T.B.L. Webster Lecture: ‘Brecht and Greek tragedy: radicalism, traditionalism, eristics’

T.B.L. Webster Lecture: ‘Brecht and Greek tragedy: radicalism, traditionalism, eristics’
14 November 2018, 5.00pm - 7.00pm
The Court Room, First Floor, Senate House, Malet Street, London WC1E 7HU

Martin Revermann, University of Toronto

Brecht always considered Greek tragedy, and the kind of drama which in his perception Greek tragedy so prominently exemplified, as deeply problematic, politically naive and artistically flawed. These radical eristics of reception, so to speak, are in stark contrast to the philhellenism which traditionally informs responses to Greek tragedy. Brecht nonetheless very much needed Greek tragedy, and Tragedy in general, as an art form to engage with polemically, and the relationship between the two can be described as both dialogical and dialectical: without Greek tragedy as a target and an anti-model to work against Brechtian drama would lack a vital means of creating its own artistic autonomy and uniqueness.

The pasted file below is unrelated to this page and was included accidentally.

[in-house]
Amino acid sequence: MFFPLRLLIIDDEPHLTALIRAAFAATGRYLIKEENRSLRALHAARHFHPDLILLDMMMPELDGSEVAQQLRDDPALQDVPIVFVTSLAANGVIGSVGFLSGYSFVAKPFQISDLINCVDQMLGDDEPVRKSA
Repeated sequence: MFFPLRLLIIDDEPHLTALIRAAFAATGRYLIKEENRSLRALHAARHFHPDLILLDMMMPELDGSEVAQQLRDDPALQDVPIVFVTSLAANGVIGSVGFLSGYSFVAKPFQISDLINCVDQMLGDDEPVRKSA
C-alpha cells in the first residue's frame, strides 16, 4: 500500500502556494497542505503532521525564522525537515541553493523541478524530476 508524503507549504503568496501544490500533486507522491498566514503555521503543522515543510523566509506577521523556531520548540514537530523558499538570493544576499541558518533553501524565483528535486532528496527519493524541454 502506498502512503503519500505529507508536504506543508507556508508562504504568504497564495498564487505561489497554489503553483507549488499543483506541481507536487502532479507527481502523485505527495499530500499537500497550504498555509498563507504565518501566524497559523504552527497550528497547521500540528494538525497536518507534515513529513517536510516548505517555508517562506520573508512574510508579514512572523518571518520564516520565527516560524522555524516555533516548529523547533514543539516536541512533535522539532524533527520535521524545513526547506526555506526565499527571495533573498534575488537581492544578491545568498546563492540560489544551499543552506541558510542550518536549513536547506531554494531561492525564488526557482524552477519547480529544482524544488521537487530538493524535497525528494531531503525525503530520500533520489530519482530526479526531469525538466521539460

This lecture will discuss key moments of Brecht’s complex and often stimulatingly idiosyncratic engagement with Greek tragedy: his 1948-adaptation of Sophocles’ 'Antigone' (Brecht’s play, his production in Chur/Switzerland and the subsequent ‘model book’), his theoretical treatise 'Small Organon for the Theatre' as well as what I call ‘functional equivalences’ (like the use of masks, the nature of chronotopes, the use of choruses, closural techniques or the representation of divinity).


Valerie James
020 7862 8716